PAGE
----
Winning Cannes Grand Prix while raising children and caring for foster mother

  • I have been making films for a long time, but there was a time when I reduced the amount of work in order to concentrate on raising my child. When he was two years old, I suddenly wanted to make films again, so I started writing a script. At that time, I had not only a 2-year-old child, but also a 92 year-old foster mother with dementia. It was hard enough to take care of my foster mother and raise a child, but I was also making a film. I just could not control the creative desire that grew inside me. So I wanted to make an environment where I could do it myself. I also decided to produce it myself. I looked for investors not only in Japan, but I also went to negotiate with a French production company that has been supporting my films for a long time. Raising a child requires creativity. Even if there is a social rule that tells you to act in a certain way, there is no way that a baby would follow that rule. I had to figure out how to respond to the situation each time. Through that experience, I think I learned something that I could apply to my work. I was able to get support from the staff by creating a story while reducing the number of night scenes as much as possible in the scriptwriting stage and informing them about my situation beforehand. I left my son at a preschool in the morning and then went to the set with my foster mother. I had my foster mother perform as a resident of a care house. The finished film “The Mourning Forest” won the Grand Prix at the Cannes Film Festival.

Creating new common sense while breaking the old one

  • 6 years ago, when I was a judge and Mr. Spielberg was the chairman of the judging committee of the Cannes Film Festival, he told me “Let’s stay HUNGRY forever”. I was really impressed that the legendary director made it his duty to stay HUNGRY, and I wanted to be like him. That is probably why I continue to live in Nara. I think I need time to dig deep into my creativity in a quiet place away from the city, without being swayed by people or information.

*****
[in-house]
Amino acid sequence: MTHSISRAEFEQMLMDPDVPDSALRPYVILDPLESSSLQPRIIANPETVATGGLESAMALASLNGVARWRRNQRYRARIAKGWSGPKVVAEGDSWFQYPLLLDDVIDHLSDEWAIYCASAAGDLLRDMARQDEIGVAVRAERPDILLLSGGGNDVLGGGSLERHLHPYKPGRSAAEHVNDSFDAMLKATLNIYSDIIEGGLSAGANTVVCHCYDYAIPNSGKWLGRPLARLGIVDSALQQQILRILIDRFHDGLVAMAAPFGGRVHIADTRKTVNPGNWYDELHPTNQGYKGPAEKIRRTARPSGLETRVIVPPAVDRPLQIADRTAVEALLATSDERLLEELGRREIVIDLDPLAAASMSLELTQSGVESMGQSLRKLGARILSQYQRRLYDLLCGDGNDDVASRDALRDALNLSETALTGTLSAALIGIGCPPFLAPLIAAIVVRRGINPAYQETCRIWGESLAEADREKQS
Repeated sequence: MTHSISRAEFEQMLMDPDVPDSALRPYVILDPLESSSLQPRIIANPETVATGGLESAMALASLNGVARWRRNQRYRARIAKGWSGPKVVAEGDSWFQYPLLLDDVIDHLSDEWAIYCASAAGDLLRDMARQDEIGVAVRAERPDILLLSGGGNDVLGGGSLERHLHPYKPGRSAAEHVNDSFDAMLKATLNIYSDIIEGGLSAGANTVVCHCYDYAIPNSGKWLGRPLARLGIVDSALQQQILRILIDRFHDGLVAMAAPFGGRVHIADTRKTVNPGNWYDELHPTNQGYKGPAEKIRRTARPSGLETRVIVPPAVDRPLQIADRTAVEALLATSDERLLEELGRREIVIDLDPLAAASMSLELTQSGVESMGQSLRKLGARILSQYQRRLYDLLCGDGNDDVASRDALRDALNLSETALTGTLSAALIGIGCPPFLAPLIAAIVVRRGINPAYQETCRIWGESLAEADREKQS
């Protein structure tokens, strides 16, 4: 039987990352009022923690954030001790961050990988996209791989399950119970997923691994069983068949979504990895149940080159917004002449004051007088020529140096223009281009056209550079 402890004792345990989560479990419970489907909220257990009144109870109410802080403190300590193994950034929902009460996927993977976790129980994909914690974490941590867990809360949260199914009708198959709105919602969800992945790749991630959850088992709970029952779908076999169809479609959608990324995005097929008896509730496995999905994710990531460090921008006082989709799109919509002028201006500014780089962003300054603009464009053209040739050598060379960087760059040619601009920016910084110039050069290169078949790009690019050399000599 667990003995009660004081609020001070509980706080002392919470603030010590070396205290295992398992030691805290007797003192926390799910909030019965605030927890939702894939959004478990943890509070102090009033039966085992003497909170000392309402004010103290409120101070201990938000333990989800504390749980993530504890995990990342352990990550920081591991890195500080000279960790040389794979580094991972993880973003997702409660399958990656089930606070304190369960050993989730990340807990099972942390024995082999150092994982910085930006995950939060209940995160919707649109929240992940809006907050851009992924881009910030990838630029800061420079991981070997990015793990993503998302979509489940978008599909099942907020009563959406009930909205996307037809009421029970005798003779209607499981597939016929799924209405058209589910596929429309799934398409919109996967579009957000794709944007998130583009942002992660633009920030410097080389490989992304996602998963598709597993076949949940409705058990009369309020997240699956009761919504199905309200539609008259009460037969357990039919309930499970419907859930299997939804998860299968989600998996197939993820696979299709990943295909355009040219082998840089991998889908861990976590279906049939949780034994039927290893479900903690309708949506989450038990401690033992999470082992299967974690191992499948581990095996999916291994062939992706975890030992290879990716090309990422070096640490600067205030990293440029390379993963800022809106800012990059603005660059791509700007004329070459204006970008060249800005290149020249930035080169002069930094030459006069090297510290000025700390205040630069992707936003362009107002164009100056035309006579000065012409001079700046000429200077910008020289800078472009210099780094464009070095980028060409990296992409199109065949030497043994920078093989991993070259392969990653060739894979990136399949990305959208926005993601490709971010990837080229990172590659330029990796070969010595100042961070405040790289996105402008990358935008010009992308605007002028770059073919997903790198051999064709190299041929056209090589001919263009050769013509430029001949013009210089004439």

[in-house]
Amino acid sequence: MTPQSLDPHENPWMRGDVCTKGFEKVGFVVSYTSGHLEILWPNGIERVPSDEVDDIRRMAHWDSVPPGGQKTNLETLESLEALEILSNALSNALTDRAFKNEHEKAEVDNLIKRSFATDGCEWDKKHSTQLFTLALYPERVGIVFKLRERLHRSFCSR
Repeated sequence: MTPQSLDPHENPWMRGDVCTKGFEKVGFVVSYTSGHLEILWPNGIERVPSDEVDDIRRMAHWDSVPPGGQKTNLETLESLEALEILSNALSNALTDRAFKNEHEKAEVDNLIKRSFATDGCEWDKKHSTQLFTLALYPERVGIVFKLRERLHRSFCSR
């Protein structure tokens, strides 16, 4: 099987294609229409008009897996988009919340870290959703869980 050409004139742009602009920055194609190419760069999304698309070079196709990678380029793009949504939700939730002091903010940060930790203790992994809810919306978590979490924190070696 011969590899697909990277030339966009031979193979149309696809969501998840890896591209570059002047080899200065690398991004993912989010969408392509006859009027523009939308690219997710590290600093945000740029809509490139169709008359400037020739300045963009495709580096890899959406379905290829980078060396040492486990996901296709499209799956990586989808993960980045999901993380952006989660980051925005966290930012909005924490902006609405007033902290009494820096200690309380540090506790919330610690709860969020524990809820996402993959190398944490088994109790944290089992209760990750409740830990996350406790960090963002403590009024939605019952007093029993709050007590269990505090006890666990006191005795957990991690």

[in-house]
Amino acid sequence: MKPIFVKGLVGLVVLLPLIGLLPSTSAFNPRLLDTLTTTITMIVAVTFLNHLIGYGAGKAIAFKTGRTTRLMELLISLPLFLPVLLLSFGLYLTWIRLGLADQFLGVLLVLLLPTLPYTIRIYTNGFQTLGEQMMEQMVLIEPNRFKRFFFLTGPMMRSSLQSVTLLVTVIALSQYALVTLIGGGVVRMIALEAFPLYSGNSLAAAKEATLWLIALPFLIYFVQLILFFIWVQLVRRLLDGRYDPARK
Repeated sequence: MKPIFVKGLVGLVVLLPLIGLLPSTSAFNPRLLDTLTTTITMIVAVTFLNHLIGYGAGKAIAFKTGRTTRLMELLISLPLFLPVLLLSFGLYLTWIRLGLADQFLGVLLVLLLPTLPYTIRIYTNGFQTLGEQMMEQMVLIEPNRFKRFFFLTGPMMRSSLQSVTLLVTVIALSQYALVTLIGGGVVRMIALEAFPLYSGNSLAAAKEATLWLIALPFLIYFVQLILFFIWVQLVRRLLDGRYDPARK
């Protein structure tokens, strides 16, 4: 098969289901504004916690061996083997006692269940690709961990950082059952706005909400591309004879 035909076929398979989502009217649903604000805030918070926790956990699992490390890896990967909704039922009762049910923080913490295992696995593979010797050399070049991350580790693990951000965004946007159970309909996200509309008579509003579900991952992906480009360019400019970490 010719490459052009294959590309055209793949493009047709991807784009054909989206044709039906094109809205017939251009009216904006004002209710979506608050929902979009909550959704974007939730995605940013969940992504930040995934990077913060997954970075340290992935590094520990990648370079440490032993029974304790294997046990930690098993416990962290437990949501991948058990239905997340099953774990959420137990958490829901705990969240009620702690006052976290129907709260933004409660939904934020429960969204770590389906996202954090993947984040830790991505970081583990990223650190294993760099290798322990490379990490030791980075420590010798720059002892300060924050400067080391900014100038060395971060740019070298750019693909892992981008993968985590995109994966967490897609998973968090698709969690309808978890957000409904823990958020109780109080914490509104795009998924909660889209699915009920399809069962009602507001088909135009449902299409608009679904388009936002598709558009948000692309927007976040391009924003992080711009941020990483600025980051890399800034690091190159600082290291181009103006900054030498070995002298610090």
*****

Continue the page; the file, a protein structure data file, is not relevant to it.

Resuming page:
• In fact, the final tweaks of the new film “Comes Morning”, which will be released early this summer, just finished yesterday. The process of making it was a real struggle. This time, we are taking on a challenge that has never been seen before in filmmaking. The actors lived and got used to the environment in 6 locations throughout Japan, and we filmed for over 100 hours. Cutting it down to two and a half hours was a series of tough decisions. But I managed to finish it, feeling like I was going back to the basics just like the first time I started filmmaking. This film is about how one person connects with another, a theme that I have always been pursuing. This time we covered the topic of special adoption, but that is just the beginning. People can find their own happiness in a new sense of values even if they are not related by blood or have different cultures. I think it is a film that you can enjoy from any perspective, no matter your gender or whether you have children or not. With a message that a family can be built anew, I hope my film to be a ray of hope for someone. Common sense can be created anew. With that in mind, I will continue to make films.
  • Styling=Kosei Matsuda(SIGNO)
    Hair&Make-up=Yoko Kizu